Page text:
Four years on, Grange Park Opera, the summer festival at Lord Ashburton's estate near Winchester, is poised to expand. The Greek temple auditorium will be extended, linking to the main house, a Wellingtonian 1820s pile, where the smart set dine incongruously below nets shielding them from ramshackle rafters and flaking plaster. Wasfi Kani, the artistic director, is appealing for bricks, cement, concrete, plywood, timber and cladding, and any opera-minded East End brickie who can oblige her might gain a mate for life.
Grange Park's attentive orchestra is strong on ensemble, less distinctive in solo, though the horns deserve singling out. With Messager's Fortunio impending, 2001 could make for a triple success, with an English-language Così fan tutte that hits one's "memorable" list and a serviceable staging of Bellini's (somewhat altered) Romeo and Juliet story, I Capuleti e I Montecchi already notched up.
Directing Così was Janis Kelly, a noted Despina and Dorabella; this was her directing debut. Mozart and Rossini companies should sign her up quick; Kelly has an eye for detail crossing Benny Hill with Tati, a feel for character and subject and a tangible loyalty to the score. An unorthodox quintet of silent "extras" two Forsteresque shy young ladies, a Pinkerton-like sea captain apt for the chic blue Ivor Novello 1950s seaside hotel set (by David Roger and Gemma Fripp), a deferential Sikh toff and a slightly too ubiquitous old lady (Diana Payne-Myers), were hilariously folded on and off stage, only once detracting from a poignant aria.
Jonathan Best (Don Alfonso), and Linda Kitchen (Despina) are terrific voices, armed with the range of Gambon and comic timing of Julie Walters respectively. The male voice trios were first rate. Ferrando (Alfred Boe) slightly overprojected; Mark Stone's Guglielmo ("It's the way of all you women to be fickle") was a Best in the making. Neat lighting switches indoors-outdoors made for contrast. Increasingly beguiling in low register too was Sally Matthews' Fiordiligi, her duets with Dorabella (Nerys Jones) and Ferrando enchanting.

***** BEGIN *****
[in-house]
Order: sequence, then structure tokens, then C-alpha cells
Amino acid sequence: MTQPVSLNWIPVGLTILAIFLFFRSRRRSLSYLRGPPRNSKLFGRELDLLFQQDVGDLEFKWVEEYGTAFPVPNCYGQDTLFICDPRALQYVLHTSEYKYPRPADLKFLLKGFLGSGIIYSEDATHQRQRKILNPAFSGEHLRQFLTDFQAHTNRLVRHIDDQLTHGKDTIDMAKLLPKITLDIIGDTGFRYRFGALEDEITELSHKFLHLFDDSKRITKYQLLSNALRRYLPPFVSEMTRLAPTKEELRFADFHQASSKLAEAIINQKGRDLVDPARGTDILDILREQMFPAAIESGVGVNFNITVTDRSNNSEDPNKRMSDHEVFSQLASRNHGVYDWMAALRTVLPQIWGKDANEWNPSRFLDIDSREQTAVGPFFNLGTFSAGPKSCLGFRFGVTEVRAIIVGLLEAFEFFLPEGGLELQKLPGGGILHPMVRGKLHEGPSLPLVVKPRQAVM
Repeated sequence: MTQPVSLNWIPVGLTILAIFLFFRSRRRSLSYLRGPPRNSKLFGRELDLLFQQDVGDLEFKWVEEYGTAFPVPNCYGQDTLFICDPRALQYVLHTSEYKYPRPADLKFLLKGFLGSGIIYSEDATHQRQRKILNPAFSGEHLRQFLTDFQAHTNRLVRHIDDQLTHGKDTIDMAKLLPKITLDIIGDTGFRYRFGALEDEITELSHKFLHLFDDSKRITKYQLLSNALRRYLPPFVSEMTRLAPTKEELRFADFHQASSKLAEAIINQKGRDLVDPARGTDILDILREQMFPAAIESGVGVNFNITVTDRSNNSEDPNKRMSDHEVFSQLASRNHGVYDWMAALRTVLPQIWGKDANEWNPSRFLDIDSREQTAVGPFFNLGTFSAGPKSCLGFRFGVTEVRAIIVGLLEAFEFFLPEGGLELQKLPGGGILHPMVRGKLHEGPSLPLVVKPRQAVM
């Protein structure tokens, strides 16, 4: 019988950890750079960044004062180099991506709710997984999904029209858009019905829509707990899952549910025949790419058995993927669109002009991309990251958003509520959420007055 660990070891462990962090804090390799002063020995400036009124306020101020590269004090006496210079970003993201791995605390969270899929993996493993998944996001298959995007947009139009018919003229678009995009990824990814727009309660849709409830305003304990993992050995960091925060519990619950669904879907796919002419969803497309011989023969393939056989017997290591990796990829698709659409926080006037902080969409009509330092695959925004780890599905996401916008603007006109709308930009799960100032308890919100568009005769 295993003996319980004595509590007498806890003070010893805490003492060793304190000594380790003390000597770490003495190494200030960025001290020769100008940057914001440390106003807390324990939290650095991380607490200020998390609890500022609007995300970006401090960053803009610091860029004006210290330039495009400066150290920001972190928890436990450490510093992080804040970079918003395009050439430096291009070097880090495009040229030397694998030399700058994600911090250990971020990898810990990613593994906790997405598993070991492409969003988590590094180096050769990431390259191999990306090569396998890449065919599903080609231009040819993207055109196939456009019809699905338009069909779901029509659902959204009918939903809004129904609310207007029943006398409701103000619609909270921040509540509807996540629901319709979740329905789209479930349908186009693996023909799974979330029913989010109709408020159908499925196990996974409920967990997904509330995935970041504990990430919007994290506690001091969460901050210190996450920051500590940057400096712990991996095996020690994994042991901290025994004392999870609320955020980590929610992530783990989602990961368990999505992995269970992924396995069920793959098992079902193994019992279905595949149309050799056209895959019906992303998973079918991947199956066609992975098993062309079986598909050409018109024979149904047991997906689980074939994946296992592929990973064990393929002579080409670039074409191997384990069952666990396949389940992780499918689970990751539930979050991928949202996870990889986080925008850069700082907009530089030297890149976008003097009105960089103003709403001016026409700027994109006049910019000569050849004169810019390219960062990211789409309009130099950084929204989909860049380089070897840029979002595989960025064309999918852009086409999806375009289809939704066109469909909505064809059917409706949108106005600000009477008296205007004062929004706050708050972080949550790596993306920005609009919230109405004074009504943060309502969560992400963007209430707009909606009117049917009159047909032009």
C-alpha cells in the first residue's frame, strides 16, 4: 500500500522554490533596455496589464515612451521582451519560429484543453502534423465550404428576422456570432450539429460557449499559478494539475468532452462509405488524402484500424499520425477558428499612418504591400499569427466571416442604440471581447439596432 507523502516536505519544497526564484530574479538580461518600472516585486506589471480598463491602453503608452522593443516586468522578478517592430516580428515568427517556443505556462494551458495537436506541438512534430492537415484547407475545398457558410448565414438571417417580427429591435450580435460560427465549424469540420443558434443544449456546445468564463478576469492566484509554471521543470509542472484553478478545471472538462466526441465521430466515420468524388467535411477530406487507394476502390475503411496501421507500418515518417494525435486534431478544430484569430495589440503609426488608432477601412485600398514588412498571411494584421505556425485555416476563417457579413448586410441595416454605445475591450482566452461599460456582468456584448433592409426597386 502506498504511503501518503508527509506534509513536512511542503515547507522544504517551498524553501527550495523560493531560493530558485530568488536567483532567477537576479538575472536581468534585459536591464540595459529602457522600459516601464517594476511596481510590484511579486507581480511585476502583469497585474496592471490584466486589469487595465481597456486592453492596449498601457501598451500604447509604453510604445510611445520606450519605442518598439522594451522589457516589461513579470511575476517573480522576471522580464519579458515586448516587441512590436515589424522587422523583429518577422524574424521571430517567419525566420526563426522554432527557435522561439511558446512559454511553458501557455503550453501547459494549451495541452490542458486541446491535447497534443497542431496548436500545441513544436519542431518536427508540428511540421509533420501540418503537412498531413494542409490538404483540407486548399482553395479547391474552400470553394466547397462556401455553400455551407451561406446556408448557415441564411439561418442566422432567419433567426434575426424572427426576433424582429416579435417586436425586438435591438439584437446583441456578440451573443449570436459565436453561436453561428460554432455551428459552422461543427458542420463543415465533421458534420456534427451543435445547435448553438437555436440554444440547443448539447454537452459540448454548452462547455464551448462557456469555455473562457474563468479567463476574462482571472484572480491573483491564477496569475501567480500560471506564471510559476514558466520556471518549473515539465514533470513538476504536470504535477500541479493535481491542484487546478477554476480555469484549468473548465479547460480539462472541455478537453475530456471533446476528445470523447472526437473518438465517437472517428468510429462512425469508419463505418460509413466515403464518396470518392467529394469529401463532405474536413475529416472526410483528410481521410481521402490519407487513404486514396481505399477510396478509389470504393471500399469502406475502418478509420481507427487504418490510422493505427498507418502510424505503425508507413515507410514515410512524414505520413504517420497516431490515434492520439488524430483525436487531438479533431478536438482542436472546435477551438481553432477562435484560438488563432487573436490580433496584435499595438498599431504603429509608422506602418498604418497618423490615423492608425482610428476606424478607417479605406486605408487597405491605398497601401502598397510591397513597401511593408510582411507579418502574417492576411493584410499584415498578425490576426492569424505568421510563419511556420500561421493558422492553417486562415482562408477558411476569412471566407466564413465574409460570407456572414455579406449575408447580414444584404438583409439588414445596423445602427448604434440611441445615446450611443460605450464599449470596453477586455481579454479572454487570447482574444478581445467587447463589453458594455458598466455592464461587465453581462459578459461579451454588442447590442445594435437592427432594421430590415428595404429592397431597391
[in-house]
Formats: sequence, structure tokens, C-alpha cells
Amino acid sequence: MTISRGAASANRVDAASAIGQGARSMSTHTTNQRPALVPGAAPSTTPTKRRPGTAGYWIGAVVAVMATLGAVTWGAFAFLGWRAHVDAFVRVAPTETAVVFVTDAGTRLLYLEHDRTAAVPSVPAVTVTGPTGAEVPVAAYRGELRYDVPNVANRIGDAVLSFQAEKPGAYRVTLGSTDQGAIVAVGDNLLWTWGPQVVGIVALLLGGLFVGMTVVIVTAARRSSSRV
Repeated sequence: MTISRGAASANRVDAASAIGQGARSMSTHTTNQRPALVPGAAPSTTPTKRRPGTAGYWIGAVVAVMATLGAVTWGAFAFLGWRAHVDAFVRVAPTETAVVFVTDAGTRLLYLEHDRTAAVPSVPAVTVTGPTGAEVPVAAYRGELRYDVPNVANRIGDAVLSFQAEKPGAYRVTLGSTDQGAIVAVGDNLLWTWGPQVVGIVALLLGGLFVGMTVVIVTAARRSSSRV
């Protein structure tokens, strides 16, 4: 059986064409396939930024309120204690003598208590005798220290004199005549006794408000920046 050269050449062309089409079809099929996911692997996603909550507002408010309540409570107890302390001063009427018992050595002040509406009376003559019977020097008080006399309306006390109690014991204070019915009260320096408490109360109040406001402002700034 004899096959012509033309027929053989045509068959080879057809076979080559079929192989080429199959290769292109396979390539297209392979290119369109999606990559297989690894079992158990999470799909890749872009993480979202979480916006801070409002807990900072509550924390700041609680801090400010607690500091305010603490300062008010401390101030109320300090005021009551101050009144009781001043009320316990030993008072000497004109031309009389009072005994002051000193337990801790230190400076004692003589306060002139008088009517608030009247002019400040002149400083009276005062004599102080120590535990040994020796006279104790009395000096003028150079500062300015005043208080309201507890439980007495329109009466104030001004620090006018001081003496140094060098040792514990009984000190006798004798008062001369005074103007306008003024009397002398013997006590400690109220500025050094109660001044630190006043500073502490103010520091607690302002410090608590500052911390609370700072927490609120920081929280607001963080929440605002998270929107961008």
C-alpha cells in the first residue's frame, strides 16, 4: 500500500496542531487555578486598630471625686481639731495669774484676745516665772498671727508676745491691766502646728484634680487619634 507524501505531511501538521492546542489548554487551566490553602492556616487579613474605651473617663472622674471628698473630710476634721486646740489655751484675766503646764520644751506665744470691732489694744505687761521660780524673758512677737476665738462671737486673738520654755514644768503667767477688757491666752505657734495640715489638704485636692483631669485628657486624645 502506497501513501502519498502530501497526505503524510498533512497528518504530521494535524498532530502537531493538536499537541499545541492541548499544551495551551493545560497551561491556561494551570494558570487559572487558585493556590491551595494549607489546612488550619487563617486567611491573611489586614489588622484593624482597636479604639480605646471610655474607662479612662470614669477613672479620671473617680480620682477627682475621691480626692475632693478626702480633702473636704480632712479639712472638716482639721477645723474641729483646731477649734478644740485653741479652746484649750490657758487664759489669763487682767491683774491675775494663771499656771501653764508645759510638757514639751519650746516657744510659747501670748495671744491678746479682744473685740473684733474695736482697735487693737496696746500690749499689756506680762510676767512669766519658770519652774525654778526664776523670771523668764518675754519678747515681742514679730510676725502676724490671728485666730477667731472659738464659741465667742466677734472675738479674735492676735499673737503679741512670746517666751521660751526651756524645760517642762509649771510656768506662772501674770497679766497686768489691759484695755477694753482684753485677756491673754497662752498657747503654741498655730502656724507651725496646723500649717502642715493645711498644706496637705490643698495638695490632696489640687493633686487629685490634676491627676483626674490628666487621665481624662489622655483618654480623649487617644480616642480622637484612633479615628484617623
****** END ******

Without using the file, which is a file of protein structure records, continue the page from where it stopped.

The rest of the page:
Kelly plays several recitatives down a hotel telephone, and makes the two beaux raffish Lambretta boyos straight out of Amarcord or I Vitelloni, grafting some hilarious macaronics on to Ann Ridler's already priceless libretto. If ever there were a staging fans of They Think It's All Over could hoot at, this is it.
For the Guelph-Ghibelline gang wars of I Capuleti e I Montecchi, the director Dominic Cooke and the designer Robert Innes Hopkins came up with an Al Capone setting in panelled wood, artfully stripped away (literally trashed in a shoot-out). Brindley Sherratt's admirable bass suited Capellio, shouldering the blame in Bellini's clipped ending. Finnur Bjarnason, a stylish Icelandic tenor destined for Glyndebourne, made a smooth thug of Tebaldo. Some moves looked thinly plotted, and Andrew Mayor's Francisco underdefined (given the absence of a Nurse), but Bellini's extraordinary extended scena for Romeo's tombside farewells, aerated by dramatic silences, could scarcely have been more affecting. Laurels to Susan Bickley, a Romeo both passionate and melting, to Emma Bell's slightly domineering Giulietta, and to both conductors, Mark Shanahan (Capuleti) and Robert Dean (Così), for whom the upper strings played like heroes.
The festival runs to 13 July, 'Fortunio' from 29 June; 01420 561 090. Offers of materials: 020-7320 5568, e-mail email@example.com. Susan Bickley sings the Ghost in Birtwistle's 'The Last Supper' at Glyndebourne from 4 AugustReuse content